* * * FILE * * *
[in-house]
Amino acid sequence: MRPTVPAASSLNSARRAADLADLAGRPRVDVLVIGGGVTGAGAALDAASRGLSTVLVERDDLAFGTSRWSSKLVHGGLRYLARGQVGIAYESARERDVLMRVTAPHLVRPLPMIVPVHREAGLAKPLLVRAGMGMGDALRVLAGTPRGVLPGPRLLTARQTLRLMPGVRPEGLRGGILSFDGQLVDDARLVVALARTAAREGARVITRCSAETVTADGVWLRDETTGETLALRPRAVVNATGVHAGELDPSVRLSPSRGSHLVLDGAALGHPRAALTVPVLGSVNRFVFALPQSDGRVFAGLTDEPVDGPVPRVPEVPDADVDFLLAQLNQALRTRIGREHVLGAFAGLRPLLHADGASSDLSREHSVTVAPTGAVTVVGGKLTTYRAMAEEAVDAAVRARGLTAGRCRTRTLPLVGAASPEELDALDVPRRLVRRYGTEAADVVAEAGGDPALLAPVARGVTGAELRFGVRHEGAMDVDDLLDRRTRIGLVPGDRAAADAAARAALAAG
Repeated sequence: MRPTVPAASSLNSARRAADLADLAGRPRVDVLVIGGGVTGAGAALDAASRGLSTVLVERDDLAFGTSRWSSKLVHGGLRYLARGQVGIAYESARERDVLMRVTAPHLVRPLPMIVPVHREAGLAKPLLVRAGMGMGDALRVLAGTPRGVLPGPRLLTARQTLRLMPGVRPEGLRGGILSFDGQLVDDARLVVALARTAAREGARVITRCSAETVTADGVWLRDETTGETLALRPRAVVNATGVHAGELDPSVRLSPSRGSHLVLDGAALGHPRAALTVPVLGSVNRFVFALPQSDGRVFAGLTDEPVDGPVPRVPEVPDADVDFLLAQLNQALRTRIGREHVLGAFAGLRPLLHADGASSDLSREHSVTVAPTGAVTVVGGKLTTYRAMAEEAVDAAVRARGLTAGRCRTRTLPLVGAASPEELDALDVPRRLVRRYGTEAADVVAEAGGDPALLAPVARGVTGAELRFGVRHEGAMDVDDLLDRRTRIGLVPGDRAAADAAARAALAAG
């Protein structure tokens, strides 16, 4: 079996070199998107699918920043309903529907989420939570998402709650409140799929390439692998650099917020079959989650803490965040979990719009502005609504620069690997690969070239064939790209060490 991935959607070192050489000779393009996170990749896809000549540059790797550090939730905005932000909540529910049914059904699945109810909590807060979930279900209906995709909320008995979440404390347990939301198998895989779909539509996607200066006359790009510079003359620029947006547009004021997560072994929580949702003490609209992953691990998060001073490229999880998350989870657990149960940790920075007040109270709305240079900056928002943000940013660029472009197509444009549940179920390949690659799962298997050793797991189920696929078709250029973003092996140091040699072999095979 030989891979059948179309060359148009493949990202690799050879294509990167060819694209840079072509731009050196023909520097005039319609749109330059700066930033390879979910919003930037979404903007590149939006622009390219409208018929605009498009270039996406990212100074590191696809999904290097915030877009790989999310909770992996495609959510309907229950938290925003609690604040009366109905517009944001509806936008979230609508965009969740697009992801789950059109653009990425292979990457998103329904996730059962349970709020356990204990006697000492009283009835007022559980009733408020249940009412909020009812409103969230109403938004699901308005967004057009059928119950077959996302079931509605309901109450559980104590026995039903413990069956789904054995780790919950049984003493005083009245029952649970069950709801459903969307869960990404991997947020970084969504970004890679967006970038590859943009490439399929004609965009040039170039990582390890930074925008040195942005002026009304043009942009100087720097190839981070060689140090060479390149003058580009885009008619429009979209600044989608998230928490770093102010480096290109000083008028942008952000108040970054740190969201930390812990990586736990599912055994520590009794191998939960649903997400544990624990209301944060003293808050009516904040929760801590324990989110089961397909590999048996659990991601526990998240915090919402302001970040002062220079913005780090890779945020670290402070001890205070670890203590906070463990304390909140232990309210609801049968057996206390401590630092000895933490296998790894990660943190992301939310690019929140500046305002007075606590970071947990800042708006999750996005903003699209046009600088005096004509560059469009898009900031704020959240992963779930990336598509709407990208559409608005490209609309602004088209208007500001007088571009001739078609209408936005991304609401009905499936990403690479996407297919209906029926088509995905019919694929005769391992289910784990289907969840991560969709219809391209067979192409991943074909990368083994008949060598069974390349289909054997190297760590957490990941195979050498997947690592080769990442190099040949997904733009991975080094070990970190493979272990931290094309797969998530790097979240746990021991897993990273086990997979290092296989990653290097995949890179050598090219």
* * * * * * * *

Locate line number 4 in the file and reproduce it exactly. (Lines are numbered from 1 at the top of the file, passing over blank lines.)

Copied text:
């Protein structure tokens, strides 16, 4: 079996070199998107699918920043309903529907989420939570998402709650409140799929390439692998650099917020079959989650803490965040979990719009502005609504620069690997690969070239064939790209060490 991935959607070192050489000779393009996170990749896809000549540059790797550090939730905005932000909540529910049914059904699945109810909590807060979930279900209906995709909320008995979440404390347990939301198998895989779909539509996607200066006359790009510079003359620029947006547009004021997560072994929580949702003490609209992953691990998060001073490229999880998350989870657990149960940790920075007040109270709305240079900056928002943000940013660029472009197509444009549940179920390949690659799962298997050793797991189920696929078709250029973003092996140091040699072999095979 030989891979059948179309060359148009493949990202690799050879294509990167060819694209840079072509731009050196023909520097005039319609749109330059700066930033390879979910919003930037979404903007590149939006622009390219409208018929605009498009270039996406990212100074590191696809999904290097915030877009790989999310909770992996495609959510309907229950938290925003609690604040009366109905517009944001509806936008979230609508965009969740697009992801789950059109653009990425292979990457998103329904996730059962349970709020356990204990006697000492009283009835007022559980009733408020249940009412909020009812409103969230109403938004699901308005967004057009059928119950077959996302079931509605309901109450559980104590026995039903413990069956789904054995780790919950049984003493005083009245029952649970069950709801459903969307869960990404991997947020970084969504970004890679967006970038590859943009490439399929004609965009040039170039990582390890930074925008040195942005002026009304043009942009100087720097190839981070060689140090060479390149003058580009885009008619429009979209600044989608998230928490770093102010480096290109000083008028942008952000108040970054740190969201930390812990990586736990599912055994520590009794191998939960649903997400544990624990209301944060003293808050009516904040929760801590324990989110089961397909590999048996659990991601526990998240915090919402302001970040002062220079913005780090890779945020670290402070001890205070670890203590906070463990304390909140232990309210609801049968057996206390401590630092000895933490296998790894990660943190992301939310690019929140500046305002007075606590970071947990800042708006999750996005903003699209046009600088005096004509560059469009898009900031704020959240992963779930990336598509709407990208559409608005490209609309602004088209208007500001007088571009001739078609209408936005991304609401009905499936990403690479996407297919209906029926088509995905019919694929005769391992289910784990289907969840991560969709219809391209067979192409991943074909990368083994008949060598069974390349289909054997190297760590957490990941195979050498997947690592080769990442190099040949997904733009991975080094070990970190493979272990931290094309797969998530790097979240746990021991897993990273086990997979290092296989990653290097995949890179050598090219």